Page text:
Border security controls are costing Canada $19.1 billion in lost revenues each year, according to a report released last month.
The Fraser Institute, a Canadian public policy think tank, said that Canada spends almost 1.5 percent of its GDP on border security with the United States. The report, titled "Measuring the Costs of the Canada-US Border," said that expenditure has escalated since 2000, thanks to a variety of new programs designed to manage risk. These controls have hindered the flow of capital between the two countries, said the document, pinpointing "border thickening" as a key problem in driving up the cost of border security.
"Paperwork and administrative costs were added to the border crossing process, but the goal of building a discernibly thinner border was not achieved," said the report.
Costs were incurred in three main areas. Firstly, the increased security controls have impeded bilateral trade. Canada sent just 75 percent of its exports to the U.S. in 2010, compared to 86 percent in 2000.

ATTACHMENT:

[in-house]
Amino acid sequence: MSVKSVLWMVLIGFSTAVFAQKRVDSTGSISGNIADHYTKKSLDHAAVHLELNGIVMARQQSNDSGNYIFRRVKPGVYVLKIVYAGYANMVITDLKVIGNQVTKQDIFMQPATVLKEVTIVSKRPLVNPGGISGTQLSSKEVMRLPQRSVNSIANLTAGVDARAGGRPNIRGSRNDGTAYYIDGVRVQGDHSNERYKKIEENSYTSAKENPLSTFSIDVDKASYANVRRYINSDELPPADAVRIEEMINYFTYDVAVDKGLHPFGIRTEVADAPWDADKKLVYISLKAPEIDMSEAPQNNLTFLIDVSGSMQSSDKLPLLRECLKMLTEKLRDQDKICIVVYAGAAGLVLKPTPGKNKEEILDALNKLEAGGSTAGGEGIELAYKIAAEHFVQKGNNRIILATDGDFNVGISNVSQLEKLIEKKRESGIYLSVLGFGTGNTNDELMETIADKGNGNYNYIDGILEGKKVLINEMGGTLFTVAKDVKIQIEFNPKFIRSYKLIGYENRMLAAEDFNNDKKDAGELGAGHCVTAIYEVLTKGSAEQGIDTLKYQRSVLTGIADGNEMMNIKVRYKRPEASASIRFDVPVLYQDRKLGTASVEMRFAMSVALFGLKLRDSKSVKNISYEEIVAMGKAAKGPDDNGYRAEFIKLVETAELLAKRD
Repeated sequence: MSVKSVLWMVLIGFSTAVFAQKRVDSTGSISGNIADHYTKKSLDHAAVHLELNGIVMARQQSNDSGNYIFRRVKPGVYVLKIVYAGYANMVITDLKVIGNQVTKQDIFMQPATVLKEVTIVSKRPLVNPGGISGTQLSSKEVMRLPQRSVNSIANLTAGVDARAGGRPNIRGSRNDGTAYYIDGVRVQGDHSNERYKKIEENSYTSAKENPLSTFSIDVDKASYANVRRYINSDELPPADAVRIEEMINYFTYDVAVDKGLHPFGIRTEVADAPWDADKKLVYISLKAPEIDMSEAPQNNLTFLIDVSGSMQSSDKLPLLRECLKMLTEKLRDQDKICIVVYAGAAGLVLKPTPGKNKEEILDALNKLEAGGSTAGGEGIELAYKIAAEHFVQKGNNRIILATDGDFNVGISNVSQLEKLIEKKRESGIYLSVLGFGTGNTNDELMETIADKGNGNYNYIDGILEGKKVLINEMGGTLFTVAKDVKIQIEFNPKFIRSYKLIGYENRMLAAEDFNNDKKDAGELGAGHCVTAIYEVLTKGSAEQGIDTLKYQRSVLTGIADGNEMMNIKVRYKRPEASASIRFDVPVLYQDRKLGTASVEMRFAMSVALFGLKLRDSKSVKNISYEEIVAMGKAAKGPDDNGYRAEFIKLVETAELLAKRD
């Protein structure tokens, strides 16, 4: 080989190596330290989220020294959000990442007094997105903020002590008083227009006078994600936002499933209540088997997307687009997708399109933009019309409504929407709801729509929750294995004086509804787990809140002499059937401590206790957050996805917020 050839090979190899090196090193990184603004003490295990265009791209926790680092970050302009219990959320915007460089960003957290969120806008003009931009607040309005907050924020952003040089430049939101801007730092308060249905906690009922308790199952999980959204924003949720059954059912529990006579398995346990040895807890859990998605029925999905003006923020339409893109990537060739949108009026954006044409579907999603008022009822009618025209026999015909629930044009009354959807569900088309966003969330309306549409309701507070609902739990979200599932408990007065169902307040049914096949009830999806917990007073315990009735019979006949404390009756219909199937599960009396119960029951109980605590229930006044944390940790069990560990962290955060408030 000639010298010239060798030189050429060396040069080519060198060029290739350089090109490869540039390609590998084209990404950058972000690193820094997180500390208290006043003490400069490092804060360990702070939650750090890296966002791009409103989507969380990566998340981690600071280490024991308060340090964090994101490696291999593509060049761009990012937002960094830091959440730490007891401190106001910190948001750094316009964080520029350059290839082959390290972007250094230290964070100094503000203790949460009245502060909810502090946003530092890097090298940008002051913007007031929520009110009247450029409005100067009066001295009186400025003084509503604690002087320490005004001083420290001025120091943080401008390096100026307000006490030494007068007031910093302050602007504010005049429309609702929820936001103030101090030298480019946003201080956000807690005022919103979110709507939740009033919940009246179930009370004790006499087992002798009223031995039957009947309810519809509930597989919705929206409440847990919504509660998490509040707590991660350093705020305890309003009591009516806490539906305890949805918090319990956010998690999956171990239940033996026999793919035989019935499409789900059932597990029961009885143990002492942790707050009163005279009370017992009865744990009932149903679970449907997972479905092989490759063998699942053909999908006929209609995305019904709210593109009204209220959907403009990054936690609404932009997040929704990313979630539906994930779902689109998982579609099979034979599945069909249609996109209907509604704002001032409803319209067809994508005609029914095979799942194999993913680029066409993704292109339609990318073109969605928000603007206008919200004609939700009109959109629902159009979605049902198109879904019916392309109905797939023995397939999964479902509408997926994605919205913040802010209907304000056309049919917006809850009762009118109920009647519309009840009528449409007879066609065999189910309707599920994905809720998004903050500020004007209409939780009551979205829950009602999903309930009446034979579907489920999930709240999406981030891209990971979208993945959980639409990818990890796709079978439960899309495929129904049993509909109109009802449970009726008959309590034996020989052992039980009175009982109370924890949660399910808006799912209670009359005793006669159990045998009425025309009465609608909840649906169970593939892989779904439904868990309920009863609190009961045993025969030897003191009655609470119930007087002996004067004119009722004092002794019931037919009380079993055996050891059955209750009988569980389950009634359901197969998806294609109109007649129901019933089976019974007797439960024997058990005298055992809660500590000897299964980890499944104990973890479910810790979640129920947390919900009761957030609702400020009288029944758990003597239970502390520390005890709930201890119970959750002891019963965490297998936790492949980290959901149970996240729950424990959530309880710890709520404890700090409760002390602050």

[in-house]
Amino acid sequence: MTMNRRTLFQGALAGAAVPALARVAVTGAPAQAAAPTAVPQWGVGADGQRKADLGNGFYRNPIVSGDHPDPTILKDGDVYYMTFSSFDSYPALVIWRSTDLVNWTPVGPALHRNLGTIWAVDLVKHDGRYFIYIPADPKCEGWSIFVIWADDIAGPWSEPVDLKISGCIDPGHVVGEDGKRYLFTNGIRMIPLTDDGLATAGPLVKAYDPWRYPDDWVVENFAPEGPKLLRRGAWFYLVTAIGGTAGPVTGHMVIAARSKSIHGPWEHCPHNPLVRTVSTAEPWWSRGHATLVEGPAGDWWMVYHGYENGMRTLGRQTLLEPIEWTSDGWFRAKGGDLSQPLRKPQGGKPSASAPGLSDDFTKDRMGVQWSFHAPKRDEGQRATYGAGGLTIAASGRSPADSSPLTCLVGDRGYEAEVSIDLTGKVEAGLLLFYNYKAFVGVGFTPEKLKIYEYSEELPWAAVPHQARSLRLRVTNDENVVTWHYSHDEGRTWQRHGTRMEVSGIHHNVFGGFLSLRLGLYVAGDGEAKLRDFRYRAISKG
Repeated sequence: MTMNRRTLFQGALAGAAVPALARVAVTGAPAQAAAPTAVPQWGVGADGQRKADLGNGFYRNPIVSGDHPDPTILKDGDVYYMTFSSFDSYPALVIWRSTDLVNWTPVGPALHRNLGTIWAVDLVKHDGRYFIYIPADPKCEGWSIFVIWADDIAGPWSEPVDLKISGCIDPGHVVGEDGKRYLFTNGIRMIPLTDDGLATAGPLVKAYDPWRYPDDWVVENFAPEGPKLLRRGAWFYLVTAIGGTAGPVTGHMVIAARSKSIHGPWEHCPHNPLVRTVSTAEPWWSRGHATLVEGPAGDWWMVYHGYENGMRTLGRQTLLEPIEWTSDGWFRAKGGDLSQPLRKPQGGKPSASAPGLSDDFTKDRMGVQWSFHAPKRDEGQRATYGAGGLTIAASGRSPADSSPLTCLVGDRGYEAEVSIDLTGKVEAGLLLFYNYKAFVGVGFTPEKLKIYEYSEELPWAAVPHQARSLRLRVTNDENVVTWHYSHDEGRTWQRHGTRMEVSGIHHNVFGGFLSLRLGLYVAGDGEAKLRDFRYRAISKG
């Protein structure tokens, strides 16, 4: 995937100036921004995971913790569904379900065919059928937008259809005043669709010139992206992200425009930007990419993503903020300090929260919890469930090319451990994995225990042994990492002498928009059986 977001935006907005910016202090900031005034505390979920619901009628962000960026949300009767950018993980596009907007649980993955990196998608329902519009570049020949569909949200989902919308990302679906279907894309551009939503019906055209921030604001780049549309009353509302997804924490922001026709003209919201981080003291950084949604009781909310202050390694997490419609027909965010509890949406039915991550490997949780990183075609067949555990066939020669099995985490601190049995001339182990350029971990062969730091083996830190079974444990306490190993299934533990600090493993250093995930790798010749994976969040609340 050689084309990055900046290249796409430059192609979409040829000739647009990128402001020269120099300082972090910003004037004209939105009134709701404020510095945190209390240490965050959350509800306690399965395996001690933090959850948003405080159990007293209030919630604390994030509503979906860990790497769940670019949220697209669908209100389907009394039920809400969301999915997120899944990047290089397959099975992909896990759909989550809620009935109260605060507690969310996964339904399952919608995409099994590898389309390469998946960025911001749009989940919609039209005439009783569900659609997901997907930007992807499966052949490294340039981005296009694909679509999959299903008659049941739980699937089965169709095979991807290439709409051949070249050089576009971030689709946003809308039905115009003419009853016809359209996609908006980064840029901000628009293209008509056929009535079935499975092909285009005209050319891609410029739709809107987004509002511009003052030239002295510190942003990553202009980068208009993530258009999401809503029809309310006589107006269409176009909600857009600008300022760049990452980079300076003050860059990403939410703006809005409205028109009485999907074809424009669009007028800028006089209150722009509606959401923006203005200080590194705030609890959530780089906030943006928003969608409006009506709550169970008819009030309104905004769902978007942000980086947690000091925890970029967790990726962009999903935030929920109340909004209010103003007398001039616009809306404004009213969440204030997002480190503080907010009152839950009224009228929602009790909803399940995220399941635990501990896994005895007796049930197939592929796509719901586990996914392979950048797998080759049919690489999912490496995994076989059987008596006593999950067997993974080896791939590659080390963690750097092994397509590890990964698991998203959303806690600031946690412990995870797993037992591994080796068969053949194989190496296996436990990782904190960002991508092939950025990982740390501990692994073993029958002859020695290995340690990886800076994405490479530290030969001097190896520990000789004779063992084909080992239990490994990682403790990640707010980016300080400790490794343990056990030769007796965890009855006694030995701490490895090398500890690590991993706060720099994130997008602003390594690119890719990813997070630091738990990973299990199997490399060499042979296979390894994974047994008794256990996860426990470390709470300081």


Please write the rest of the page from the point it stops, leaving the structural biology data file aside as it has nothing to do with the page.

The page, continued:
Secondly, American trips to Canada have also fallen, impacting tourism revenues.
Finally, the Canadian public has footed the bill for several federal government programs designed to increase border security.
The institute condemned the two countries for past border security initiatives that did not outline specific performance goals, adding that new initiatives must not make the same mistakes.
The U.S. and Canadian governments are currently implementing a unified border security initiative, called the Beyond the Border Declaration, announced in Dec. 2011. "These costs/expenditures must not only be linked to expected outcomes and timelines, but must also be evaluated in terms of performance," the report concluded.